Sainsbury’s + Taylor Wimpey + Ted Baker
Online sales made up 18% of total group sales in the quarter.
Clothing and general merchandise also “had a very strong quarter”. Clothing sales rose 10% and general merchandise rose 3%.
Mike Coupe, group chief executive, said: “We had a record Christmas week, with over 30 million customer transactions at Sainsbury’s and over £1 billion of sales across the Group.
“Thanks to the commitment of all our colleagues, we delivered an excellent shopping experience and helped our customers live well for less over the festive period.
“Our Groceries Online and Convenience channels performed well, achieving over nine and six per cent sales growth respectively and at Argos we saw record levels of online participation. Online sales made up 18 per cent of total Group sales in the quarter.
“Clothing and General Merchandise also had a very strong quarter, with Clothing sales up ten per cent and General Merchandise up three per cent.
“At Argos we delivered strong growth in the quarter, driven by the key Black Friday and Christmas trading periods. Our Argos digital stores in Sainsbury’s supermarkets are performing well, as awareness of the convenience of shopping at both Sainsbury’s and Argos under one roof grows among our customers.
“The market remains very competitive and the impact of the devaluation of sterling remains uncertain. However, we are well placed to navigate the external environment and remain focused on delivering our strategy.”
John Ibbotson, director of the retail consultancy Retail Vision, commented “Not even jealousy at the strong results posted by its rival Morrisons will take the shine off Sainsbury’s surprisingly decent Christmas performance.
“But talk of a turnaround is a touch premature. Like-for-like sales barely crept up and like-for-like volumes haven’t budged.
“A year ago Sainsbury’s was congratulating itself for retaining its middle-class client base while the German discounters decimated their rivals at Tesco and Morrisons.
“Now Tesco and Morrisons have staunched their losses and are fighting back with aggressive price cuts and some fundamental reforms to their structure.”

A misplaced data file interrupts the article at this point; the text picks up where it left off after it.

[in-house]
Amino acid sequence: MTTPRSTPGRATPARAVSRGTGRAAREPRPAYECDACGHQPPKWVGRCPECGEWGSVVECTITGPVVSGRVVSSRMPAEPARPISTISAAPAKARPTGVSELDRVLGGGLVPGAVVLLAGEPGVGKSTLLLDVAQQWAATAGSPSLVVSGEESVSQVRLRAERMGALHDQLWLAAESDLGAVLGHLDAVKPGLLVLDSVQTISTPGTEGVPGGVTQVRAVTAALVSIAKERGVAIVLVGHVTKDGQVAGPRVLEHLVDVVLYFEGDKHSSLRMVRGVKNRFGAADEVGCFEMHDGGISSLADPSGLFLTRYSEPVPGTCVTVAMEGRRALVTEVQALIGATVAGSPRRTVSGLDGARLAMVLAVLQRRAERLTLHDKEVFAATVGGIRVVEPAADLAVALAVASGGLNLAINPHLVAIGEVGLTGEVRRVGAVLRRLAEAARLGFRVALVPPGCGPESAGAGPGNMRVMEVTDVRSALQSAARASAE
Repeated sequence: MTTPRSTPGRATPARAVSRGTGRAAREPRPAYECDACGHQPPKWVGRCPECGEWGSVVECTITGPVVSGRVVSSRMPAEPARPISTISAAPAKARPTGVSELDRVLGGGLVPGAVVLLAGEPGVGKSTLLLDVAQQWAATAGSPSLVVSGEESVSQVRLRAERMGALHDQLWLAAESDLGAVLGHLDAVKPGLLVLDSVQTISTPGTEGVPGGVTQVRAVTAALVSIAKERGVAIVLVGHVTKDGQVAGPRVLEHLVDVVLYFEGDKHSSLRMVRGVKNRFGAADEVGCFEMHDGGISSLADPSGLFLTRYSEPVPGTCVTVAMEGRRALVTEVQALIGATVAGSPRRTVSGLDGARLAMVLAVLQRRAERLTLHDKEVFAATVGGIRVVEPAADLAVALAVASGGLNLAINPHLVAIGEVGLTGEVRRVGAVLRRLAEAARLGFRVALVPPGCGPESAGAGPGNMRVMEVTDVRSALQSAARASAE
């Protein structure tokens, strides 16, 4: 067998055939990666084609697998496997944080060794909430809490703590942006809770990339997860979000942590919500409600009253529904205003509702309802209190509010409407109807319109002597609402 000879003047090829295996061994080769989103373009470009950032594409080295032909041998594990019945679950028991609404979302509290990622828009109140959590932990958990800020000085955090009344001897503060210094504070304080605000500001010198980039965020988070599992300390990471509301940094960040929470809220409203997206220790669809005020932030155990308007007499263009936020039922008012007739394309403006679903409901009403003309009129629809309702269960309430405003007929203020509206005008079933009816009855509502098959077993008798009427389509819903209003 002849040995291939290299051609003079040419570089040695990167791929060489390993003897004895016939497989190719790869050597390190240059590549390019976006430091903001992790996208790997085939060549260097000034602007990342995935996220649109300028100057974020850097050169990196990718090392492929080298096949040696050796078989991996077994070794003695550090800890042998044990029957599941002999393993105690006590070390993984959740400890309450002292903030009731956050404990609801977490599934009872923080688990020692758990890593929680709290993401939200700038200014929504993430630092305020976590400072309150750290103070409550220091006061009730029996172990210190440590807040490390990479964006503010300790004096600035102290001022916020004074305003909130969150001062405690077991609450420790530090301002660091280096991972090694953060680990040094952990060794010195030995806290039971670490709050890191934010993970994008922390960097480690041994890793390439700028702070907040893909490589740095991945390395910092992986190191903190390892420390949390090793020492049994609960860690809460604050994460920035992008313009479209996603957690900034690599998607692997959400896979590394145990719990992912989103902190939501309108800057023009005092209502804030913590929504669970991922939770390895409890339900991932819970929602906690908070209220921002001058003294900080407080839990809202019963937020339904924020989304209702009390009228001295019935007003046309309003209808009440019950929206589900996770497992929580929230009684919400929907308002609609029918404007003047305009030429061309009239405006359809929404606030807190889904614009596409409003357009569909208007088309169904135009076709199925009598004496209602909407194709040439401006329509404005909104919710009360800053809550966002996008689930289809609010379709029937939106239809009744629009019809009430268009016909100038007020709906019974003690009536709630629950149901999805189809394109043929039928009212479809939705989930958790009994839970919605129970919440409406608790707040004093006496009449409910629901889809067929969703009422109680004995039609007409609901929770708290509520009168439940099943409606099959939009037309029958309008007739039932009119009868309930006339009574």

The housing group reported a 4% rise in home completions for 2016 and expects annual profit to hit the upper of City forecasts of between £706.4m and £755m.
The company reported a slightly lower forward order book for 2017, valuing 7,567 homes at £1.6bn. This compares to the previous year’s 7,484 homes worth £1.7bn.
It attributed it to a “small fall in the average selling price largely due to a number of high value central London completions in December 2016”.
Chief executive Pete Redfern said: “Looking ahead, we remain confident that our disciplined strategy will enable us to continue to deliver value over the long term.”
Ted Baker, the fashion chain, announced a 17.9% (10.6% constant currency) increase in retail sales for the 8 week period from 13 November 2016 to 7 January 2017 compared to the same period last year.
E-commerce sales increased by 35% (31.0% constant currency) and average retail square footage rose by 8.5% over the period to 386,252 sq.ft. (2016: 355,907 sq.ft.).
Expansion continued during the period with further concession openings in China and, with licence partners, the first store in Bahrain and an additional store in Indonesia.
Gross margins were in line with expectations and the company expects to end the year with a clean stock position.
Ray Kelvin, founder and chief executive said: “Ted Baker has continued to perform well over the Christmas period against a tough trading backdrop.
“This result reflects the appeal of the brand and the quality of our collections as well as the talent and commitment of our team.
“The strength of the brand and our multiple channels of distribution leave us well placed to continue the development of Ted Baker as a global lifestyle brand.”